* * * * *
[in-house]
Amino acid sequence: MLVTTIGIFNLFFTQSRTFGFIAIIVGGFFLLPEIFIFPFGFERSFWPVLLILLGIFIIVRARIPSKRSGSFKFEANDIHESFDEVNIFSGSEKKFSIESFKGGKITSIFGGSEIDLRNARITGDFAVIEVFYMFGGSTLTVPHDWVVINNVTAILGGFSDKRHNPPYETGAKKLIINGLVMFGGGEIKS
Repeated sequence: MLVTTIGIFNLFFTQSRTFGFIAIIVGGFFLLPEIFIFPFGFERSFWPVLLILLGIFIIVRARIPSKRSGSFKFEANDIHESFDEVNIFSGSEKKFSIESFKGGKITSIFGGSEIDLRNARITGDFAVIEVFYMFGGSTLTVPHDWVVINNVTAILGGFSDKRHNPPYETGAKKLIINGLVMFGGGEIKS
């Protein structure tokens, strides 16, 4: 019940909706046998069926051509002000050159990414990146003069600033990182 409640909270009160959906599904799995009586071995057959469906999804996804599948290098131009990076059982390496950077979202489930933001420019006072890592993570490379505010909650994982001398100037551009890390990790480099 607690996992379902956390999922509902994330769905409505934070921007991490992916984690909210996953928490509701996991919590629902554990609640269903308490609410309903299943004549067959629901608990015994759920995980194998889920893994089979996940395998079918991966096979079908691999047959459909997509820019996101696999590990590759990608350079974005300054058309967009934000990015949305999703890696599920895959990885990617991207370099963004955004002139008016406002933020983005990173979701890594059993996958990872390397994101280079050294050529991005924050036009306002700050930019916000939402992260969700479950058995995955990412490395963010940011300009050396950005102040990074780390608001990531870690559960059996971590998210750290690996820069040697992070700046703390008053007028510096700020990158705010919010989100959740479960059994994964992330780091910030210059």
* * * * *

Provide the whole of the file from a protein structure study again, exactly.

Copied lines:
[in-house]
Amino acid sequence: MLVTTIGIFNLFFTQSRTFGFIAIIVGGFFLLPEIFIFPFGFERSFWPVLLILLGIFIIVRARIPSKRSGSFKFEANDIHESFDEVNIFSGSEKKFSIESFKGGKITSIFGGSEIDLRNARITGDFAVIEVFYMFGGSTLTVPHDWVVINNVTAILGGFSDKRHNPPYETGAKKLIINGLVMFGGGEIKS
Repeated sequence: MLVTTIGIFNLFFTQSRTFGFIAIIVGGFFLLPEIFIFPFGFERSFWPVLLILLGIFIIVRARIPSKRSGSFKFEANDIHESFDEVNIFSGSEKKFSIESFKGGKITSIFGGSEIDLRNARITGDFAVIEVFYMFGGSTLTVPHDWVVINNVTAILGGFSDKRHNPPYETGAKKLIINGLVMFGGGEIKS
């Protein structure tokens, strides 16, 4: 019940909706046998069926051509002000050159990414990146003069600033990182 409640909270009160959906599904799995009586071995057959469906999804996804599948290098131009990076059982390496950077979202489930933001420019006072890592993570490379505010909650994982001398100037551009890390990790480099 607690996992379902956390999922509902994330769905409505934070921007991490992916984690909210996953928490509701996991919590629902554990609640269903308490609410309903299943004549067959629901608990015994759920995980194998889920893994089979996940395998079918991966096979079908691999047959459909997509820019996101696999590990590759990608350079974005300054058309967009934000990015949305999703890696599920895959990885990617991207370099963004955004002139008016406002933020983005990173979701890594059993996958990872390397994101280079050294050529991005924050036009306002700050930019916000939402992260969700479950058995995955990412490395963010940011300009050396950005102040990074780390608001990531870690559960059996971590998210750290690996820069040697992070700046703390008053007028510096700020990158705010919010989100959740479960059994994964992330780091910030210059």